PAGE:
To say my Son and the other roommate were up in arms about this is an understatement, but it’s a not a simple fix because of how long it’s gone on. My Son still insists he will resolve it and I need to stand down. Which I am, no matter how much I just wanted to go to the campus and haul that guys butt out of the apartment. (He’s a big guy though so I would need back up.)

Learning to step back and let my Son “handle” this has been extremely hard because of the gravity of the situation and the impact it could have on his future. BUT, I also know now that he is 21, and will one day in the not so distant future be out in the great big world on his own, he needs to be able to handle any situation that could be thrown at him or that he may unwittingly get himself in.

SO, despite my desire to step in and put an end to this mess, I know the only way my Son will really grow up and mature is to stand on his own two feet and accept the consequences of his actions. Which I’ve hoped and prayed won’t impact his education or health because of the stress the situation has put on him

I admire his determination to resolve this, and not get help from Mom, but I most certainly worry. Which as a Mom just comes naturally.

Stepping back to let your child fly on their own, is not for the faint of heart. I have been slowly loosening the tether since my Son was in high school, but to know I need to really let go some day soon is not something I’m sure I’m ready for, no matter how much I know I must. Something tells me my empty nest syndrome will be nothing compared to the day my Son actually moves out to officially live on his own and start the next phase of his grown-up adventure.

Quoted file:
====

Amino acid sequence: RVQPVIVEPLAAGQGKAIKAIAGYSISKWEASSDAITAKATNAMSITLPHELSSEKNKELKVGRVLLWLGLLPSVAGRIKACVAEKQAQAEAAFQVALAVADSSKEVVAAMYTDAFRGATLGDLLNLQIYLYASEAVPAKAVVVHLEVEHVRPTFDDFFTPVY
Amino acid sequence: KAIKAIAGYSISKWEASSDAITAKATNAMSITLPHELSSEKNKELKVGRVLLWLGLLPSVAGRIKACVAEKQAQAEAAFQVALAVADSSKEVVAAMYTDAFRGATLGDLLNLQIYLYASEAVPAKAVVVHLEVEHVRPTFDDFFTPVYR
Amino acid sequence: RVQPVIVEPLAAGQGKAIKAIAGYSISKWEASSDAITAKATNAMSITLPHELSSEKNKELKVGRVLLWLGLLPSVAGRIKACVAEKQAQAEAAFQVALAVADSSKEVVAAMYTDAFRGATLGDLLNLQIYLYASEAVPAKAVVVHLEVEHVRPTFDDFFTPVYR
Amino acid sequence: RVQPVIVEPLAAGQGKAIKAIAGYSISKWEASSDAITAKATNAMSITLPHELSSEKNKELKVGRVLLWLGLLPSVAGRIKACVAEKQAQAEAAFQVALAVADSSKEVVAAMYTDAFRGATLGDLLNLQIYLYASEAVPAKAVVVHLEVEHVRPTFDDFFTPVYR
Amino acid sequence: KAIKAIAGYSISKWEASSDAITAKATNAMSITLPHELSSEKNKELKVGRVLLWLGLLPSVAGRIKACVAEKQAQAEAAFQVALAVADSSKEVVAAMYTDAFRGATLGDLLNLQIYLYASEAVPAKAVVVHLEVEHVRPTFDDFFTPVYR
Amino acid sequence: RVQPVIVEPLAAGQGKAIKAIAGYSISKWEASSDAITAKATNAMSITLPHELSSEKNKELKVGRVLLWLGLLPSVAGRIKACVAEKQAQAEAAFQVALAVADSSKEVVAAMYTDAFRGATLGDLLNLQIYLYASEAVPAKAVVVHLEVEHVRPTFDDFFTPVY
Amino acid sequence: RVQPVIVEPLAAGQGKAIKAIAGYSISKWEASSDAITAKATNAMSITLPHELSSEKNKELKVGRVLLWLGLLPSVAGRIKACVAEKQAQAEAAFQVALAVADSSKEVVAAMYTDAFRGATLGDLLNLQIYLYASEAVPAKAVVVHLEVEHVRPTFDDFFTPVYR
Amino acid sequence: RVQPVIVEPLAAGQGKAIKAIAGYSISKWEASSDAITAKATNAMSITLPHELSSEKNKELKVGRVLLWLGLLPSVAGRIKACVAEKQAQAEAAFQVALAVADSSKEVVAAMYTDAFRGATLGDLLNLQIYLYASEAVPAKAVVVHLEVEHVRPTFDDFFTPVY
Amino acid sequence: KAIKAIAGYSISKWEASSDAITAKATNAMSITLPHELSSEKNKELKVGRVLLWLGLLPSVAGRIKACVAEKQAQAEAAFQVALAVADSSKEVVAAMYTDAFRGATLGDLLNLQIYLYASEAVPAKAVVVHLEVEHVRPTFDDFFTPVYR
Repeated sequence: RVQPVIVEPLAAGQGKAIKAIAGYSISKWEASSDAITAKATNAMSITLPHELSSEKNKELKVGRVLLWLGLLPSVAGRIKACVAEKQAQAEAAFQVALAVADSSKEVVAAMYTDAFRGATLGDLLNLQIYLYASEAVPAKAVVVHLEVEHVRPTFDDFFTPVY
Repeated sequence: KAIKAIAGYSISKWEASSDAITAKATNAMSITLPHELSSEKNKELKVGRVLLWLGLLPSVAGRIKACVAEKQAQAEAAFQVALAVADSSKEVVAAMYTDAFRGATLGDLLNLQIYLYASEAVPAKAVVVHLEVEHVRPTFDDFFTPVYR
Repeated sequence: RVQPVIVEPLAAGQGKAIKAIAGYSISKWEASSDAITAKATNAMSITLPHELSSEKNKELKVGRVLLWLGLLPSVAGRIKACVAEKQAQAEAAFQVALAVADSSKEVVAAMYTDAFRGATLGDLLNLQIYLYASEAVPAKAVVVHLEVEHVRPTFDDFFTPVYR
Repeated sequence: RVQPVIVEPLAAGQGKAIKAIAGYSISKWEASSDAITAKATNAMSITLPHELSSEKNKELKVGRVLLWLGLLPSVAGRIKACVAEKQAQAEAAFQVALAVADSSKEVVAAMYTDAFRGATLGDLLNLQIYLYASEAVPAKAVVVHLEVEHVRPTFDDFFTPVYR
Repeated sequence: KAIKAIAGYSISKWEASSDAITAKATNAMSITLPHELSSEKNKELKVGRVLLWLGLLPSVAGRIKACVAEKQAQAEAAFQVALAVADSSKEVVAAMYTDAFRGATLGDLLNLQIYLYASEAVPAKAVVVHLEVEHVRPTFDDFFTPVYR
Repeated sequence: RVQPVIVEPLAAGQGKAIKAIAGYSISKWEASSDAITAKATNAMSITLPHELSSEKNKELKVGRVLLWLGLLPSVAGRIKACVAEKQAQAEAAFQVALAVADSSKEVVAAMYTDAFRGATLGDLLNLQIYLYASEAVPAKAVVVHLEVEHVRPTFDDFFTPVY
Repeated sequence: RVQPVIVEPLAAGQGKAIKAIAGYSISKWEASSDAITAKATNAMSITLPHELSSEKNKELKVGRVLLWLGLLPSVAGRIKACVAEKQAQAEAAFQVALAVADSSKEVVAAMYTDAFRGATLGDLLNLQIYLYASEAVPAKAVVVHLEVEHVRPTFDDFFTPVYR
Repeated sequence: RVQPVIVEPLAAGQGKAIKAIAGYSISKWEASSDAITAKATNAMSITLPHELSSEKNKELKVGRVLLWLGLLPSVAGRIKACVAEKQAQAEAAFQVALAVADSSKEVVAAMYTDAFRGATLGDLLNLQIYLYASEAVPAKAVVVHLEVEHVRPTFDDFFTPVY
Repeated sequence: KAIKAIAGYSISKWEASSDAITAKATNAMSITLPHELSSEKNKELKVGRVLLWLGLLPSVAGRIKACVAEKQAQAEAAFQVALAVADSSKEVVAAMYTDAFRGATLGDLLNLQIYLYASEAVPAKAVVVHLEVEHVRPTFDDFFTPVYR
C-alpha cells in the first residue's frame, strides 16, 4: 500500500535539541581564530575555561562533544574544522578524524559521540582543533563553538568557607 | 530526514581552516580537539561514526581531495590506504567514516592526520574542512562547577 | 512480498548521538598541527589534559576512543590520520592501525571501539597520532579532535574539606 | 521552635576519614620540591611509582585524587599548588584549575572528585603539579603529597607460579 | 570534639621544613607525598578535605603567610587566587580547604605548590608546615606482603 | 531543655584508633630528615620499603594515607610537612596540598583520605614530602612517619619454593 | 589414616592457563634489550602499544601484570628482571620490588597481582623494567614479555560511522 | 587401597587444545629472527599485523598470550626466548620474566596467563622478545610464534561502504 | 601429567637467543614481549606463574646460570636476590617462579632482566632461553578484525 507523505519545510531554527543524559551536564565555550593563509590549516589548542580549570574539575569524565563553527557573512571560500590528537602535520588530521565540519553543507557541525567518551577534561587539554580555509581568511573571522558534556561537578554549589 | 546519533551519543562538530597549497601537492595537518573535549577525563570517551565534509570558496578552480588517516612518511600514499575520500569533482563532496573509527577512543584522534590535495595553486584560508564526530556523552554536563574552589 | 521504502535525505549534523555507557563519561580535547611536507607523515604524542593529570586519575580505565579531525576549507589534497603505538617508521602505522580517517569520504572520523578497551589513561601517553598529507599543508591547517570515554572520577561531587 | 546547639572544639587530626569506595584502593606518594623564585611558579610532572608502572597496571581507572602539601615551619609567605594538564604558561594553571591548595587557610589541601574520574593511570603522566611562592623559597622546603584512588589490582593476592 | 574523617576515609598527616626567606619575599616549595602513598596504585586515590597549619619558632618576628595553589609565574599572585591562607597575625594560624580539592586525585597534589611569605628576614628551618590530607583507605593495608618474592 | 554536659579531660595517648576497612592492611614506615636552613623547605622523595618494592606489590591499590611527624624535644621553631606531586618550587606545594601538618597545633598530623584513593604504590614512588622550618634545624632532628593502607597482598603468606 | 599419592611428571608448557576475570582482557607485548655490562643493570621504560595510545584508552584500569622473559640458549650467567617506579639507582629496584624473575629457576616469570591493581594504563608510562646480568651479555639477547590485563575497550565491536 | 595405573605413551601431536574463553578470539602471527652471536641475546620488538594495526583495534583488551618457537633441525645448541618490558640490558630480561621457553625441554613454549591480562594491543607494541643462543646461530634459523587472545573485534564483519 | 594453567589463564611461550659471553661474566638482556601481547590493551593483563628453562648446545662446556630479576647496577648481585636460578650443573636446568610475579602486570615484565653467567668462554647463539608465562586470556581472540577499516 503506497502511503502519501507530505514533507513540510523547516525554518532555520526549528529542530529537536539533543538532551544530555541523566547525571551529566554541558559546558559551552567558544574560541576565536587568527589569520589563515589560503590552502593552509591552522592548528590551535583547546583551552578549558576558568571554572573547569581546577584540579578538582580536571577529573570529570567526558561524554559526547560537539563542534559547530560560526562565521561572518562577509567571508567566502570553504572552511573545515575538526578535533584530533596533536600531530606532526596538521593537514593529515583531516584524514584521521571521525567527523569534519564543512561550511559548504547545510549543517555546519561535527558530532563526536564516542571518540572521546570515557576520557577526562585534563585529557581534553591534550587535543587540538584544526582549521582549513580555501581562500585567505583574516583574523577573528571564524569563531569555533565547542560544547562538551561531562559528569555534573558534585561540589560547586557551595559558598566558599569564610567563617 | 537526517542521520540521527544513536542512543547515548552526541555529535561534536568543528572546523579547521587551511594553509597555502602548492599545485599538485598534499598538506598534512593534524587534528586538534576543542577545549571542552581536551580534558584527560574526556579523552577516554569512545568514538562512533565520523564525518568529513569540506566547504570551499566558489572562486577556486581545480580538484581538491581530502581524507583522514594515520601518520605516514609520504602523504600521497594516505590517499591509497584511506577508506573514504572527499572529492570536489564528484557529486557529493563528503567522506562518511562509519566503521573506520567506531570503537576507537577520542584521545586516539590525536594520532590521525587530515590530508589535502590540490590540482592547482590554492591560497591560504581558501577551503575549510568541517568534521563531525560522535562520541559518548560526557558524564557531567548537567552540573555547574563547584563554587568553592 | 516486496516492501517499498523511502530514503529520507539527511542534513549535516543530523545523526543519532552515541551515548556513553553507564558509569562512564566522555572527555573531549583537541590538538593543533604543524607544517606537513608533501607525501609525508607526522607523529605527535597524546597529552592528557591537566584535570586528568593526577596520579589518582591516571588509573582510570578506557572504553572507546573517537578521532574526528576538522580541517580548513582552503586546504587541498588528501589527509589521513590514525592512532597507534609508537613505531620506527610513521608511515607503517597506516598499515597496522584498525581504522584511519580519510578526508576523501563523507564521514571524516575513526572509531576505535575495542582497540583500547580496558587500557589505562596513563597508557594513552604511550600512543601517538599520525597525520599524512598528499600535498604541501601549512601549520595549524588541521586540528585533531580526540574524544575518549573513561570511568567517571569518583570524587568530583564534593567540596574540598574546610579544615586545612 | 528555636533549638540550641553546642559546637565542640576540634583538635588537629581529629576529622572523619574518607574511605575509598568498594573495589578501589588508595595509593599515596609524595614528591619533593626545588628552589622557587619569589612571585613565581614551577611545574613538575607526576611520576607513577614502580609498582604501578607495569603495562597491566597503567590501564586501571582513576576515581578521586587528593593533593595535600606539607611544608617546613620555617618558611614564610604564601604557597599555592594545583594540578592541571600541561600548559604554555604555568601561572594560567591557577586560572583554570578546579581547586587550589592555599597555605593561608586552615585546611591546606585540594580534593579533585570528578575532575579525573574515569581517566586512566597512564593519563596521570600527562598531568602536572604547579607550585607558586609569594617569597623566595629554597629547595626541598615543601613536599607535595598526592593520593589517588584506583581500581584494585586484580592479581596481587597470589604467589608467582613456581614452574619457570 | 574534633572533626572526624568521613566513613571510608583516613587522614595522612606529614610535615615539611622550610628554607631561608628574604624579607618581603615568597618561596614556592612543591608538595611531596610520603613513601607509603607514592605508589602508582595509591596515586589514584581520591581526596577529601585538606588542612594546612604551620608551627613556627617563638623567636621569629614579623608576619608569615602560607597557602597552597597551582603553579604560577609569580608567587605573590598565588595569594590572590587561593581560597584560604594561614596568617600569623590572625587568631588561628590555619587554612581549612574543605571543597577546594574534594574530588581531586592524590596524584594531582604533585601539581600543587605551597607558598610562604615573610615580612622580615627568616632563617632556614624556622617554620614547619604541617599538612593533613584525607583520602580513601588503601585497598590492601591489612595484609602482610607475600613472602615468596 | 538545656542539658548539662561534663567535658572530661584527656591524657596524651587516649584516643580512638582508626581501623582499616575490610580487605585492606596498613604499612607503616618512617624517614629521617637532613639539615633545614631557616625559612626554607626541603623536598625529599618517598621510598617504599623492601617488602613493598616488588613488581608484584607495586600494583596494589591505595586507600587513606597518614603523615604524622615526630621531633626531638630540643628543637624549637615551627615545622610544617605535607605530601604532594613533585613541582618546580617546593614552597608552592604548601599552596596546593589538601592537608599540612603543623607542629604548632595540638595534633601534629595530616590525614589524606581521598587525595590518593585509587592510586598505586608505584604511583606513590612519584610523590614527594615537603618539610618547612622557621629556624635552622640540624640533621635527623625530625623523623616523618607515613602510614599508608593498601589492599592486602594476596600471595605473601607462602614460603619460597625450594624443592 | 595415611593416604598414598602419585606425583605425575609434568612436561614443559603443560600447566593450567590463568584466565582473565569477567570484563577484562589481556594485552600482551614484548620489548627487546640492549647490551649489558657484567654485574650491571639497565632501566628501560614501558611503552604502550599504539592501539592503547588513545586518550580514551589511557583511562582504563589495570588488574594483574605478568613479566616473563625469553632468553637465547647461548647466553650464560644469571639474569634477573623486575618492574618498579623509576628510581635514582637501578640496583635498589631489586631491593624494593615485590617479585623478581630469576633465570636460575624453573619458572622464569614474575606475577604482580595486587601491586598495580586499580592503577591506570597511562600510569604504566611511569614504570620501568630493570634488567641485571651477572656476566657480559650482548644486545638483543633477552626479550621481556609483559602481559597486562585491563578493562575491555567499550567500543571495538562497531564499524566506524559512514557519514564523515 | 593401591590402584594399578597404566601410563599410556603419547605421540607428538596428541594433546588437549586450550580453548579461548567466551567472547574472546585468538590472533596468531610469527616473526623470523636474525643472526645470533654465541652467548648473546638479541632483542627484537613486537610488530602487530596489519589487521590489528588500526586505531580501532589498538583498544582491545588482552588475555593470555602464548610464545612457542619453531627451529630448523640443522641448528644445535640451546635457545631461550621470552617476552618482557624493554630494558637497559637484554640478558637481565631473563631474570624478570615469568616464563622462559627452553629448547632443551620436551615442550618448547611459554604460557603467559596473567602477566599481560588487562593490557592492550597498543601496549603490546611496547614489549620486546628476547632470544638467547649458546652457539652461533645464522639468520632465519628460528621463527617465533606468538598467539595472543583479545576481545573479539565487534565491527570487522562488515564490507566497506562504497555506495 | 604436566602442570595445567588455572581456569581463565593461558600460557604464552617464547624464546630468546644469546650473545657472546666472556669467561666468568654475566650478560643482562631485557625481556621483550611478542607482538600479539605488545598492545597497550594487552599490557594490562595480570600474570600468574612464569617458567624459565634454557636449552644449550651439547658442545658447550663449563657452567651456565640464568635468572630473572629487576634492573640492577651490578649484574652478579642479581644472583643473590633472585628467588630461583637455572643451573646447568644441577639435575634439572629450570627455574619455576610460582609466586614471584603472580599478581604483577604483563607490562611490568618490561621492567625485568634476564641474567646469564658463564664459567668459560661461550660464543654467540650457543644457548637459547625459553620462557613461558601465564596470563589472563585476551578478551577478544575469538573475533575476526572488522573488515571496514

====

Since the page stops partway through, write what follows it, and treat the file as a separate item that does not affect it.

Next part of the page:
What I do know though, is if my Son comes to me for advice, that means I must have done something right. He trusts my judgement and respects me as not just his Mom, but as an adult who has experienced more in life than he has, and acknowledges I might just know more about some things. Which ultimately means he has matured.

And it’s only with maturity that I will feel better when he does officially leave the nest. 

I questioned a lot when my Son was adamant about handling this situation himself, especially because of how upset, and even angry he was getting the longer it went on. It’s not easy to think clearly when your emotions get in the way, and this concerned me, but my Son was playing the waiting game, just waiting for the right moment to approach the guy.

Fortunately the waiting game paid off. My Son had mentioned the school enacted a New Guest Policy due to the continuing pandemic and he thought that may be the perfect way to get their freeloading guest out.

Turns out he was right. He mentioned this to the roommate who is dating the “guest,” and she in turn mentioned it to him. And by later in the day he was gone, a win-win for all of them. 

The school policy became the bad guy and saved them from dealing with any resentful behavior on the part of the “guest” who wouldn’t leave.

Seeing how he handled the “guest” issue is evident of the fact that my Son is maturing. By thinking things through before acting, and taking the time to formulate a plan and not just react, he became the adult in the room, which I am very grateful for. When he starts to apply this thought process to all areas of his life, like how he budgets his time and money, I’ll know he’s made the leap into actually being an “adult” and won’t worry so much.

Until then, I will do my best to step back and not step in or give advice unless asked. After all, the only way he’ll truly grow up is by handling his own stuff as we all had to do at some point in our lives.

© Mariann E. Danko and Waking the Woman, 2021. All rights reserved.

Goddess Masthead © Pamela Danko-Stout and Waking the Woman, 2021. All rights reserved.

#WakingtheWoman

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Empty Nest Art – the CHALK charmer © 2021

All Clip Art Courtesy of 123rf.com

Drama, Trust & Stand on Own -– moniqcca